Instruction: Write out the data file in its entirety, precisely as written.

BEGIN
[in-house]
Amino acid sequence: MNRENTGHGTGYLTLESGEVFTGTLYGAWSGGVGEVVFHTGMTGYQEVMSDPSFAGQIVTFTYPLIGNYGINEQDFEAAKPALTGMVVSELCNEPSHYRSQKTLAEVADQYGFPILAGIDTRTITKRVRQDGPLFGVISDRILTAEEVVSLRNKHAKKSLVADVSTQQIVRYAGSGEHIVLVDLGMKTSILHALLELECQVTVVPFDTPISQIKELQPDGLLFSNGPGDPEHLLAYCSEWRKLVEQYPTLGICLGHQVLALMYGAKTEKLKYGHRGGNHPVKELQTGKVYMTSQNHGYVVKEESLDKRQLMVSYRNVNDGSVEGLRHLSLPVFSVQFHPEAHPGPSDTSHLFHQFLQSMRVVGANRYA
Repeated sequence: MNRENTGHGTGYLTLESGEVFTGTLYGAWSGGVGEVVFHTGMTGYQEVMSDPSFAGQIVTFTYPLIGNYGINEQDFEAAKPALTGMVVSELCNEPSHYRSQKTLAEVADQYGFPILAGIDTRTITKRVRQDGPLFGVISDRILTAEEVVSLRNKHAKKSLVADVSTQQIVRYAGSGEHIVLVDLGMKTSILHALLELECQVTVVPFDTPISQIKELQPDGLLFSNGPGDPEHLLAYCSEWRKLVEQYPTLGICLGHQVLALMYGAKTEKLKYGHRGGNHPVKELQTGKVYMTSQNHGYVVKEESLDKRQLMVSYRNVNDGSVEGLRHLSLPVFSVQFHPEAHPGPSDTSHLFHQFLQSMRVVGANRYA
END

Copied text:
[in-house]
Amino acid sequence: MNRENTGHGTGYLTLESGEVFTGTLYGAWSGGVGEVVFHTGMTGYQEVMSDPSFAGQIVTFTYPLIGNYGINEQDFEAAKPALTGMVVSELCNEPSHYRSQKTLAEVADQYGFPILAGIDTRTITKRVRQDGPLFGVISDRILTAEEVVSLRNKHAKKSLVADVSTQQIVRYAGSGEHIVLVDLGMKTSILHALLELECQVTVVPFDTPISQIKELQPDGLLFSNGPGDPEHLLAYCSEWRKLVEQYPTLGICLGHQVLALMYGAKTEKLKYGHRGGNHPVKELQTGKVYMTSQNHGYVVKEESLDKRQLMVSYRNVNDGSVEGLRHLSLPVFSVQFHPEAHPGPSDTSHLFHQFLQSMRVVGANRYA
Repeated sequence: MNRENTGHGTGYLTLESGEVFTGTLYGAWSGGVGEVVFHTGMTGYQEVMSDPSFAGQIVTFTYPLIGNYGINEQDFEAAKPALTGMVVSELCNEPSHYRSQKTLAEVADQYGFPILAGIDTRTITKRVRQDGPLFGVISDRILTAEEVVSLRNKHAKKSLVADVSTQQIVRYAGSGEHIVLVDLGMKTSILHALLELECQVTVVPFDTPISQIKELQPDGLLFSNGPGDPEHLLAYCSEWRKLVEQYPTLGICLGHQVLALMYGAKTEKLKYGHRGGNHPVKELQTGKVYMTSQNHGYVVKEESLDKRQLMVSYRNVNDGSVEGLRHLSLPVFSVQFHPEAHPGPSDTSHLFHQFLQSMRVVGANRYA